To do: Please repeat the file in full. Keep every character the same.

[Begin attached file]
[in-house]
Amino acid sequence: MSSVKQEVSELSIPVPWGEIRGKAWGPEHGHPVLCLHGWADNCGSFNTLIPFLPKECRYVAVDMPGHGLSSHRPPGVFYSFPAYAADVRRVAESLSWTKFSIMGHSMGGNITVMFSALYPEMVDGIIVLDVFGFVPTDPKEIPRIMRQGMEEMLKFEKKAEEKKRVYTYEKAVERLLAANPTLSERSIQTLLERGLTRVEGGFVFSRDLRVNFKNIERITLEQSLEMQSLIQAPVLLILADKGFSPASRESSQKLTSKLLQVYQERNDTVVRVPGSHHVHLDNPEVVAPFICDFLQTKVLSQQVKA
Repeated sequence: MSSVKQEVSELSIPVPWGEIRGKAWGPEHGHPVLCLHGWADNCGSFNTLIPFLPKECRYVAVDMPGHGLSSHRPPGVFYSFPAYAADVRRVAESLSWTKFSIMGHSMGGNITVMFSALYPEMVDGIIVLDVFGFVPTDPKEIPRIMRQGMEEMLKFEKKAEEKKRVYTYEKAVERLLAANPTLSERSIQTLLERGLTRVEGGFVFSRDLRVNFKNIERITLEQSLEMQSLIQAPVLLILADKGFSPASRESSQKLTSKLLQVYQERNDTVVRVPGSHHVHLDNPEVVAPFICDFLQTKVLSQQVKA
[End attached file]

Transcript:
[in-house]
Amino acid sequence: MSSVKQEVSELSIPVPWGEIRGKAWGPEHGHPVLCLHGWADNCGSFNTLIPFLPKECRYVAVDMPGHGLSSHRPPGVFYSFPAYAADVRRVAESLSWTKFSIMGHSMGGNITVMFSALYPEMVDGIIVLDVFGFVPTDPKEIPRIMRQGMEEMLKFEKKAEEKKRVYTYEKAVERLLAANPTLSERSIQTLLERGLTRVEGGFVFSRDLRVNFKNIERITLEQSLEMQSLIQAPVLLILADKGFSPASRESSQKLTSKLLQVYQERNDTVVRVPGSHHVHLDNPEVVAPFICDFLQTKVLSQQVKA
Repeated sequence: MSSVKQEVSELSIPVPWGEIRGKAWGPEHGHPVLCLHGWADNCGSFNTLIPFLPKECRYVAVDMPGHGLSSHRPPGVFYSFPAYAADVRRVAESLSWTKFSIMGHSMGGNITVMFSALYPEMVDGIIVLDVFGFVPTDPKEIPRIMRQGMEEMLKFEKKAEEKKRVYTYEKAVERLLAANPTLSERSIQTLLERGLTRVEGGFVFSRDLRVNFKNIERITLEQSLEMQSLIQAPVLLILADKGFSPASRESSQKLTSKLLQVYQERNDTVVRVPGSHHVHLDNPEVVAPFICDFLQTKVLSQQVKA